Out-of-focus thoughts about a new Fujifilm medium-format GFX 50S

Processed with Snapseed.

I decided to join the “hands-on” craze – from Vancouver!

I should have seen it coming. After all, we knew Fujifilm has been working on it for years (thanks to Zack Arias for pushing for it and Patrick of Fujirumors for such a great job providing us with all the pieces). And we knew it would be announced at this year’s Photokina. Despite these clues, titbits and mental preparation, it still hit me hard. In fact even the day after I still feel dizzy, sapped and out-of-focus – typical side effects of a G.A.S.* attack.

Today, I can gather my thoughts and I am finally able to hit the right keys on my keyboard. So here is my rant.

I am glad Fujifilm didn’t jump into the crowded and mostly boring full-frame (FF) market. Each time I visit my local photo store I see pricing wars on the full-frame cameras eating into already thin margins.

Over the last few years I have tried out different full-frame cameras and found the margin of difference in image quality between FF and the X-series line is so thin, if any in some cases, that I had zero interest in buying into the FF market. I am not even mentioning the fun factor while shooting with the X-Pro2 in comparison to the boring and uninspiring DSLR-me-too from Canikon.

In the meantime, the medium-format market was wide open for disruption. Pricing from Leica or Hasselblad has been sky-high (or as I like to view it – the pricing was right – it was just me that couldn’t afford it!).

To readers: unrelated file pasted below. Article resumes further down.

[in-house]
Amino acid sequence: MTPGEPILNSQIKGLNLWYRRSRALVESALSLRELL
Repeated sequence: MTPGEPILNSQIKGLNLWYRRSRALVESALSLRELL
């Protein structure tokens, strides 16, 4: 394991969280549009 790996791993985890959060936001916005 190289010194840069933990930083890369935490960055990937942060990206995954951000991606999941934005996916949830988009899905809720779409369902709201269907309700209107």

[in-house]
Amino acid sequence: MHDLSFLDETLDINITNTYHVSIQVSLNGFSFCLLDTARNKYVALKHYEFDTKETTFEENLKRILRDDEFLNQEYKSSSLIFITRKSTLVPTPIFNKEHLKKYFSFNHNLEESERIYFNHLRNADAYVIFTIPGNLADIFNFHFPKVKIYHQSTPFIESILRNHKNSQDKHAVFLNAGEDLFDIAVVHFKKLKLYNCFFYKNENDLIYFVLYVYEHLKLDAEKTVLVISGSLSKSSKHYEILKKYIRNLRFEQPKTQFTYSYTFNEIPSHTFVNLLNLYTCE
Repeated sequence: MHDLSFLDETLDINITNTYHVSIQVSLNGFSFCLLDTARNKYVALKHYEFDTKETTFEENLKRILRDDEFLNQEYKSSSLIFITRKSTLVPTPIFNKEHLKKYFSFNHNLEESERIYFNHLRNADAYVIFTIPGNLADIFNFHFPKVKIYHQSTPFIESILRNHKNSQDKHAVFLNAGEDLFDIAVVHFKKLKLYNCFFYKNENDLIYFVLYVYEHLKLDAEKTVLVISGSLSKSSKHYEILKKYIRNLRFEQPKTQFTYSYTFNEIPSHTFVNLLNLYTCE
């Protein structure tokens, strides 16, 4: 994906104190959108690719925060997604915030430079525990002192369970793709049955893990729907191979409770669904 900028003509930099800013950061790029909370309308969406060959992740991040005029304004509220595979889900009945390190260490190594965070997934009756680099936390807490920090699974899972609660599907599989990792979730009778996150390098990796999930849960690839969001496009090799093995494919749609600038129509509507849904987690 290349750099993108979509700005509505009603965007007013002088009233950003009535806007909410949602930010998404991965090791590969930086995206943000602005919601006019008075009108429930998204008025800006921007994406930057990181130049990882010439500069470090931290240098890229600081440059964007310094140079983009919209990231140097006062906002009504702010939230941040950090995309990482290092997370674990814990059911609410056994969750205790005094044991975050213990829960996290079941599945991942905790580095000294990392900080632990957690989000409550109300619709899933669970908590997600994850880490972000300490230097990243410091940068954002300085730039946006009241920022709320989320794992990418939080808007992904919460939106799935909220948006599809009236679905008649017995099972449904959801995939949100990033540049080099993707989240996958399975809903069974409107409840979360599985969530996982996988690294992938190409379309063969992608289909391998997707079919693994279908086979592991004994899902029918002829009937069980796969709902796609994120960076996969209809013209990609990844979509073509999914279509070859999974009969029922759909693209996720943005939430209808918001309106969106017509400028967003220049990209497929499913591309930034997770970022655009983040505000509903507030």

Pentax’s attempts to disrupt the medium-format market failed miserably for two reasons: (1) they failed in design and, most importantly, (2) they didn’t or couldn’t deliver adequate glass to match the resolving power of the sensor.

That brings us back to Fujifilm. While we are all excited about the new GFX 50S medium-format camera, its appeal and success will depend on its lenses. The medium format’s sensor puts so much demand on lenses that there is no room for imperfection (it’s already a problem with the Nikon D810). The resolving power of the sensor requires almost perfect glass, which is not easy or cheap to deliver. Fujifilm said that their GF lenses were designed with a 100MP sensor in mind so I assume they will deliver on this front (after all Fujifilm produced lenses for Hasselblad). Also, with six lenses available in the first year, including a rare (and difficult to design and make) wide-angle, for many people this may well be the sealed deal.   

The second factor is the mechanics of the camera. The key reason why we shoot with the X-series line is its photographer-friendly design. Many photographers feel connected to their X-Pros1/2, X-T1/2 in a way they couldn’t with other cameras. Let’s see if this new camera also fits into this “fun” category.

The third factor is the price. Given the Leicas and Hasselblads of this world, the suggested price tag for the new Fujifilm sounds promising. For those who go after the ultimate image quality, top SLRs along with a couple of top-notch lenses (Zeiss Otus line) would approach the price of a new GFX 50S camera plus one or two lenses – and that in itself is a huge temptation.